Service Rules Adopted in Government Transfer Band Reallocation Proceeding

Pursuant to the Omnibus Reconciliation Act of 1993 and the Balanced Budget Act of 1997, the Federal Communications Commission reallocated 27 megahertz of spectrum from Federal Government to non-government use in January 2002.  The reallocation included 8 megahertz of spectrum for fixed and mobile services in the 1.4 GHz band intended to relieve congestion in the existing Private Land Mobile Radio ("PLMR") bands, as well as spectrum in the 1.4 GHz band for both primary and secondary telemetering applications.  In May 2002, the agency released a Report and Order in which it adopted the service and technical rules for the reallocated spectrum.  Generally, the Commission adopted a flexible licensing and regulatory framework for this spectrum, consistent with its 1999 Spectrum Policy Statement, which articulated the agency's objectives of advancing spectrum efficiency and fostering a robust competitive environment that will promote technological development. 

Fixed and Mobile Operations: 1390-1392 MHz; 1392-1395 MHz/1432-1435 MHz

The Commission adopted flexible use licensing for this spectrum, consistent with the provisions of Part 27 of the agency's Rules and Regulations (Miscellaneous Wireless Services).  This flexibility permits licensees to offer a combination of services at any time under one license (e.g., fixed, mobile, private, common carrier), provided that its operations meet applicable interference protection requirements under Part 27.  Licensees must describe the services they will offer and designate a regulatory status to each service.  A licensee may change its regulatory status upon thirty days notice to the agency.  Licensees also have the option of operating as a "traditional" licensee or as a Band Manager that leases spectrum rights to other users. 

The Commission will assign licenses for this spectrum by geographic area.  The 1390-1392 MHz band will be divided into fifty-two (52) MEAs (Major Economic Aread), with a single 2 megahertz spectrum block in each MEA.  The paired 1392-1395 MHz / 1432-1435 MHz bands will be divided into six (6) EAGs (Economic Area Groupings), licensed as two paired 1.5 MHz channels from each band.  Because the agency intends for this spectrum to relieve congestion in the PLMR bands, the FCC concluded that it would license the paired spectrum in larger geographic area blocks in an effort to foster equipment development.  As the Land Mobile Communications Council stated in its comments to the Commission, currently there is no equipment available for fixed and mobile operations in this band.  Partitioning and disaggregation of licenses is also permitted, but requires the submission of an application for assignment to the Commission.  This spectrum will be licensed via auction pursuant to statutory requirements; although initially scheduled for September 18, 2002, the auction has been postponed pending the resolution of issues regarding reimbursement to the Federal Government for the costs incurred to vacate the band.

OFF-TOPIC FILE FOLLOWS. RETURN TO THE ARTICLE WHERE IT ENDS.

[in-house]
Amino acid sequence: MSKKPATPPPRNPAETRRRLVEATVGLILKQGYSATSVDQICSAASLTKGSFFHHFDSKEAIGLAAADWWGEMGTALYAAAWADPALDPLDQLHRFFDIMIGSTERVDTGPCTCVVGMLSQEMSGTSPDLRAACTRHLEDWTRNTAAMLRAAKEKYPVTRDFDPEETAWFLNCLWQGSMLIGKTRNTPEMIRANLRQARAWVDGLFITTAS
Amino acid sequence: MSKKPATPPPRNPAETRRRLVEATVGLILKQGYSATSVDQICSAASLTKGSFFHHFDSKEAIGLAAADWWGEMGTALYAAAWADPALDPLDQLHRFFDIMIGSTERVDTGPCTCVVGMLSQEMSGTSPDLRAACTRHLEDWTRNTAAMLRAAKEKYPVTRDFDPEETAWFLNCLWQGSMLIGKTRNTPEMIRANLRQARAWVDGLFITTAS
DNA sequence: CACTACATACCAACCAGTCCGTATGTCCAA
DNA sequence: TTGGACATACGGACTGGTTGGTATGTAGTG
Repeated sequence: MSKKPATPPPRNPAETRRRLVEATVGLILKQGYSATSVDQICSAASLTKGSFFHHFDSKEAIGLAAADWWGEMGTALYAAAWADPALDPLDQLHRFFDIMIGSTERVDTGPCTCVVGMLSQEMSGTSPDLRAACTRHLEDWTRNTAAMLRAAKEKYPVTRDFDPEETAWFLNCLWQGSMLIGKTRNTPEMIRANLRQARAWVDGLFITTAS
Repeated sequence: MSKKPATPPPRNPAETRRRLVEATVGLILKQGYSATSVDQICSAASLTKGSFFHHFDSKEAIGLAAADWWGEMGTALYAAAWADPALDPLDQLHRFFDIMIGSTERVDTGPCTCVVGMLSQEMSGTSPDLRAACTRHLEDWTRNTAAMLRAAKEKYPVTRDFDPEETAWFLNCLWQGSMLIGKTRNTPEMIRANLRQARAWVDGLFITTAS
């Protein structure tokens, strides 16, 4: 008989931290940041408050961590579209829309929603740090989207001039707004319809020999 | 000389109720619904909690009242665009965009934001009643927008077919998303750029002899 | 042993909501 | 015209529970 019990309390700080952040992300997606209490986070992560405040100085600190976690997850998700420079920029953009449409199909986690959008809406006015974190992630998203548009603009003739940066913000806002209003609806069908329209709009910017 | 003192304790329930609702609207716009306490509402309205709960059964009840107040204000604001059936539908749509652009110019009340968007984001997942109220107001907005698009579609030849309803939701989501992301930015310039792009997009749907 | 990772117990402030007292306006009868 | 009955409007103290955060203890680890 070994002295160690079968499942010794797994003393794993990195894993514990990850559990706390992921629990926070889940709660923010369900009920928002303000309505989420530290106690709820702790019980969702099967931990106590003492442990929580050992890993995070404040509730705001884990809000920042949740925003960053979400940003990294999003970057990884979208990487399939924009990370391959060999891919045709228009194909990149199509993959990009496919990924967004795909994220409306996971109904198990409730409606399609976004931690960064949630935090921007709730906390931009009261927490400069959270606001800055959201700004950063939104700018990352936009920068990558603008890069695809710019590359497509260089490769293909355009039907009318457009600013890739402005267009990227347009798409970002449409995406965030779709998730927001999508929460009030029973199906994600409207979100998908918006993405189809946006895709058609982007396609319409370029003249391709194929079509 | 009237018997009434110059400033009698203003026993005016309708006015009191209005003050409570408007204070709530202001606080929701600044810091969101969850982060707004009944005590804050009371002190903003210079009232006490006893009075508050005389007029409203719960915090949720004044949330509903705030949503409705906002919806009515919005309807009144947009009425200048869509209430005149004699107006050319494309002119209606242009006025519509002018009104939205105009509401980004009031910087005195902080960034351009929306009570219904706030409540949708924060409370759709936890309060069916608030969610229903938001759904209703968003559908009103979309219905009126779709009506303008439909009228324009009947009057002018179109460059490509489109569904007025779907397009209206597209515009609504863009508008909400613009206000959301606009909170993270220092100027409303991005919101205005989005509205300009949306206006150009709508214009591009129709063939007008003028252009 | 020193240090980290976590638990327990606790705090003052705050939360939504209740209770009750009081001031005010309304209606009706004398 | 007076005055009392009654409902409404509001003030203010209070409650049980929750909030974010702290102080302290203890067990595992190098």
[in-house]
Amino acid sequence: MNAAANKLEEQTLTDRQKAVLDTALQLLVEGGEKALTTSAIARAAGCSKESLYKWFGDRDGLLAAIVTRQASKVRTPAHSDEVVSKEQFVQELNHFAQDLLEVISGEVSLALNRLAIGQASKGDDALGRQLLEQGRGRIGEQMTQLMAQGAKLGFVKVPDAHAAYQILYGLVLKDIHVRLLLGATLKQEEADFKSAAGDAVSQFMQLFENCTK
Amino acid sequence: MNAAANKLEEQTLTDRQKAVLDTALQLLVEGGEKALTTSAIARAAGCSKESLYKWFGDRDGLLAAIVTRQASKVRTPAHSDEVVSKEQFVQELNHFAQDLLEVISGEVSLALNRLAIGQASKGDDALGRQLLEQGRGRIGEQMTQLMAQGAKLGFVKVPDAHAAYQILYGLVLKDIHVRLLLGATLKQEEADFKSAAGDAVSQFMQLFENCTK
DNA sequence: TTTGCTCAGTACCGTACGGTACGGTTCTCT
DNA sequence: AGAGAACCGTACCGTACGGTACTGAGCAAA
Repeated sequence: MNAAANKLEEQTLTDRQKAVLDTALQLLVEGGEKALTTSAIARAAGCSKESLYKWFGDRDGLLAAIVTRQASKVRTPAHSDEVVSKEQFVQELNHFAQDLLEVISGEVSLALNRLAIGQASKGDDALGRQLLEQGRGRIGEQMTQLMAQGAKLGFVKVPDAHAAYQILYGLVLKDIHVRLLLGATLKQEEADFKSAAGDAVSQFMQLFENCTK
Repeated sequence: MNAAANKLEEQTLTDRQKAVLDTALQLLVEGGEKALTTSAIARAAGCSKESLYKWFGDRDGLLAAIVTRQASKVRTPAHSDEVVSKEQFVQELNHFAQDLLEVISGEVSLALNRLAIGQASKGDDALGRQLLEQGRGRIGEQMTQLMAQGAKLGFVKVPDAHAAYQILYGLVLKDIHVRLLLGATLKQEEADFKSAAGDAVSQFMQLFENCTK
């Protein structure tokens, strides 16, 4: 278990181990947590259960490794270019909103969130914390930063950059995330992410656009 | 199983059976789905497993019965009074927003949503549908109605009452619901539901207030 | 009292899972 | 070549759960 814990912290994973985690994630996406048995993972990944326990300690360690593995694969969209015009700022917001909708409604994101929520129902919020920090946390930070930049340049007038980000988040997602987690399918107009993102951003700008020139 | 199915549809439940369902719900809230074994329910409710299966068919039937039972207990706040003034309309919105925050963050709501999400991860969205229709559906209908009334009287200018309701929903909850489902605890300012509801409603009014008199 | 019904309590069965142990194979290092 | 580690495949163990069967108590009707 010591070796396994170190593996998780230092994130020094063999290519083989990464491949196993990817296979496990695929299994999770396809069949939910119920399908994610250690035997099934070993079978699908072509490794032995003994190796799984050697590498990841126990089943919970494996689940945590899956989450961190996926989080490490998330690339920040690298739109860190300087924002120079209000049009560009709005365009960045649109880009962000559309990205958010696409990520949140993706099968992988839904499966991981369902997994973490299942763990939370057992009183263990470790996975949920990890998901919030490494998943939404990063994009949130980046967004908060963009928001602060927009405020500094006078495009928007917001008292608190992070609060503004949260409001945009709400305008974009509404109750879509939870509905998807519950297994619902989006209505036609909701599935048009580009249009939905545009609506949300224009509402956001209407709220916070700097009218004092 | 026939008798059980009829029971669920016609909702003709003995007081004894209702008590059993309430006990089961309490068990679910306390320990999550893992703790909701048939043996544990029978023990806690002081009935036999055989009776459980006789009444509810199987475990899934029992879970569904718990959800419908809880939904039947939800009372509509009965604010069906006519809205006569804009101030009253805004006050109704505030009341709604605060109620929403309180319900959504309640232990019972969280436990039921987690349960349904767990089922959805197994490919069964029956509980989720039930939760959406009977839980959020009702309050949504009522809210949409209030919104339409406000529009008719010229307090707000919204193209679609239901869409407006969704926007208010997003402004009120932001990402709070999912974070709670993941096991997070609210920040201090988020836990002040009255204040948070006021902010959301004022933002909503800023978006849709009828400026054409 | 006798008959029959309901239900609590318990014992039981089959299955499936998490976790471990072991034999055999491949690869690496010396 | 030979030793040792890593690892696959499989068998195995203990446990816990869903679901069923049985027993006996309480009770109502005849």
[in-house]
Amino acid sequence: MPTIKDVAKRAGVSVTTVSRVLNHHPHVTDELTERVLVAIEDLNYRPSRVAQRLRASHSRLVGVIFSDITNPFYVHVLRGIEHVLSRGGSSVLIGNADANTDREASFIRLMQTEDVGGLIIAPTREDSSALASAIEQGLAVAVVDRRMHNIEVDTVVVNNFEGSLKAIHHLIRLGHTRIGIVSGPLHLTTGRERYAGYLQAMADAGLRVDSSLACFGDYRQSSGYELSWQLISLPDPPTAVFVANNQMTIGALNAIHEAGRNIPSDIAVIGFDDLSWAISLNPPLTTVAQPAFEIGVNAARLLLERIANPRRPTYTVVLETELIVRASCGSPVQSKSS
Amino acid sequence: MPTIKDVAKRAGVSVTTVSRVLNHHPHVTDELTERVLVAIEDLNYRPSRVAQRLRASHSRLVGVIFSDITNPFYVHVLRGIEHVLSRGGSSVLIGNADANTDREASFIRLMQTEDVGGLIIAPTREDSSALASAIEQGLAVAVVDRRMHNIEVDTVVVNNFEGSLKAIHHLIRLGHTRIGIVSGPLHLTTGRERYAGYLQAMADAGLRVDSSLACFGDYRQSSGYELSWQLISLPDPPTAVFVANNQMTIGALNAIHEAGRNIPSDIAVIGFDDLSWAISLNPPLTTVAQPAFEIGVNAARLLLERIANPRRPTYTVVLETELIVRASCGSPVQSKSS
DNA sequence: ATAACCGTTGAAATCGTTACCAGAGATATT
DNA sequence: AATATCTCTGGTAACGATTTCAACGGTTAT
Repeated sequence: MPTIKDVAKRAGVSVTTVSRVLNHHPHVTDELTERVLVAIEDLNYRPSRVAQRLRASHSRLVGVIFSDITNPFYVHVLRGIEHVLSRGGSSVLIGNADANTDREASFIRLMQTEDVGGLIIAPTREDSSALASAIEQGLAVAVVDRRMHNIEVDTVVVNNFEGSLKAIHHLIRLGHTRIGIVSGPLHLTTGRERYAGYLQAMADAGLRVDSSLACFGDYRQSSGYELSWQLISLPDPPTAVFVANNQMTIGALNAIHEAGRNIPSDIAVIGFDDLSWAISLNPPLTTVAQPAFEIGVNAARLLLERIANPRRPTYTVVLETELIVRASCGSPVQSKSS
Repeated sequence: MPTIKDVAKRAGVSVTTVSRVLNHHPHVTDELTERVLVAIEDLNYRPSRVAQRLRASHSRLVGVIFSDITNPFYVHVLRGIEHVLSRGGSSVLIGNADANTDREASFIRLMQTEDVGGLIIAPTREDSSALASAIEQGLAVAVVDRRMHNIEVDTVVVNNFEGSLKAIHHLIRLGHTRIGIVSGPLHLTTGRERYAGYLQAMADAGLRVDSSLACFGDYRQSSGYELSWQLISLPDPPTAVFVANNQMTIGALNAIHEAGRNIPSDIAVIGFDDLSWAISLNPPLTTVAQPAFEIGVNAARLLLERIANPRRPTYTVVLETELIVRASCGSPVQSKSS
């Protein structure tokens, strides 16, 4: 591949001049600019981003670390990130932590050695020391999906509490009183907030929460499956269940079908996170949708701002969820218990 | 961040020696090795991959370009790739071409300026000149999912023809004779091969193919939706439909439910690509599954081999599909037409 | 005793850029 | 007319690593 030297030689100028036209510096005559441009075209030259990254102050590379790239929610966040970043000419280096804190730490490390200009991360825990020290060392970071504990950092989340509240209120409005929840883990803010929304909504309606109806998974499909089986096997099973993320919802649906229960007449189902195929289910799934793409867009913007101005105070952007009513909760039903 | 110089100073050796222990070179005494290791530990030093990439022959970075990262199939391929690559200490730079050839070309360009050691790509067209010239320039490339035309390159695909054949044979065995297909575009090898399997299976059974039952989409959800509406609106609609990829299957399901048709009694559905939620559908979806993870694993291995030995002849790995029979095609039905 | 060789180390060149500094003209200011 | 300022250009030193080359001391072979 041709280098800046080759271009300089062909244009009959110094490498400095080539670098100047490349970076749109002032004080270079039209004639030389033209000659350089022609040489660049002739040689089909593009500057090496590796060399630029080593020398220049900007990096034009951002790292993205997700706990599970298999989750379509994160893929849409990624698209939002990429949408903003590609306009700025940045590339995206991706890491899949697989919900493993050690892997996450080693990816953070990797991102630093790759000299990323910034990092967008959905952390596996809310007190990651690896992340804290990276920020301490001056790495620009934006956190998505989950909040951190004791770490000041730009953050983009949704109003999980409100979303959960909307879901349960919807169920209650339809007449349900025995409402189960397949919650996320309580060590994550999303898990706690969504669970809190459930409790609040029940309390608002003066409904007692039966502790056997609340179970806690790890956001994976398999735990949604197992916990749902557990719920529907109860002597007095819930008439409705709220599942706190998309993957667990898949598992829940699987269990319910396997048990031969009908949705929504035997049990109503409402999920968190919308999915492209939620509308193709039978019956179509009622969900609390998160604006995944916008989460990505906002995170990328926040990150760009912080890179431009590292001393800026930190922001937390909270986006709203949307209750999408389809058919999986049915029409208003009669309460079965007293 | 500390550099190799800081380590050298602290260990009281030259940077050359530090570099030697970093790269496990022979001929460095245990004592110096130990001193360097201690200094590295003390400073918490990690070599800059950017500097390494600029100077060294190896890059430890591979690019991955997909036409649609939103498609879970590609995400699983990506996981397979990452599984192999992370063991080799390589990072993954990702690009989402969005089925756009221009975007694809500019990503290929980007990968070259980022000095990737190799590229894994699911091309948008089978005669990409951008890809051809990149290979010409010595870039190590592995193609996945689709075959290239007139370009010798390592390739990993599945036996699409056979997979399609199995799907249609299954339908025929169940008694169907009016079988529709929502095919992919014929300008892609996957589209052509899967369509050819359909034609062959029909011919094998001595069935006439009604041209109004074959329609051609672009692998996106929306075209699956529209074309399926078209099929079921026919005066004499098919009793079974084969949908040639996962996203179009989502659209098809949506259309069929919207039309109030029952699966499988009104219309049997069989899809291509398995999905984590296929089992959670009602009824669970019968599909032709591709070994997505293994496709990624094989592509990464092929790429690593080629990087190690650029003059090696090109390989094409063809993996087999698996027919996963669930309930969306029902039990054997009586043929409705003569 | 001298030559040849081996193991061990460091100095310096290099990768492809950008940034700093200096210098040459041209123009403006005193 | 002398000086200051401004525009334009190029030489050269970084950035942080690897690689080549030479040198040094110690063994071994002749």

Telemetry Operations: 1427-1432 MHz

The remaining reallocated spectrum in the 1.4 GHz band will be available for licensing on a site-by-site basis for telemetry operations and governed under Part 90 of the FCC's rules.  Telemetry operations in the 1429.5-1432 MHz segment of the band will be licensed on a primary basis; Part 90 telemetry licensees in the 1427-1429.5 MHz band will be licensed on a secondary basis to the Wireless Medical Telemetry Service ("WMTS").  Applications for secondary telemetry operations will be considered on a case-by-case basis.  In addition, the Commission adopted a Joint Agreement proposed by the American Hospital Association (the frequency coordinator for WMTS) and Itron, Inc., an electric utility telemetry equipment provider.  Under the Agreement, the primary allocation for WMTS in the 1427-1429.5 MHz band and the primary allocation for Telemetry in the 1429.5-1432 MHz bands will be "swapped" in seven defined geographic areas (Pittsburgh, PA; Washington, DC; Richmond/Norfolk, VA; Austin/Georgetown, TX; Battle Creek, MI; Detroit, MI; and Spokane, WA). 

The agency developed a channelization plan for licensing this band that divides the spectrum into 12.5 kHz channels.  Licensees are prohibited from specifying wide areas of operations or itinerant use.  In an effort to alleviate the burden of requiring applicants for primary telemetry operations to specify each individual transmitter site, applicants will have the option of licensing fixed sites as "temporary fixed" locations that may be operated indefinitely, but only at a certain maximum distance from a designated geographical center.  All telemetry operations in these bands will require prior coordination.  In the Report and Order, the Commission amended Section 90.175 of its rules so that all frequency coordinators authorized under Part 90 will be eligible to coordinate primary and secondary telemetry operations in this band. 

In addition to the spectrum in the 1.4 GHz band, the Government Transfer Bands also include an allocation for telemetry services in the 217-220 MHz band and a general flexible use allocation in the 1670-1675 MHz and 2385-2390 MHz bands.

Washington Report is reprinted with permission from ENTELEC News, October 2002. Copyright © 2002, ENTELEC, www.entelec.org

For further information about this article, please contactWayne V. Black at 202-434-4130 or by e-mail atblack@khlaw.com.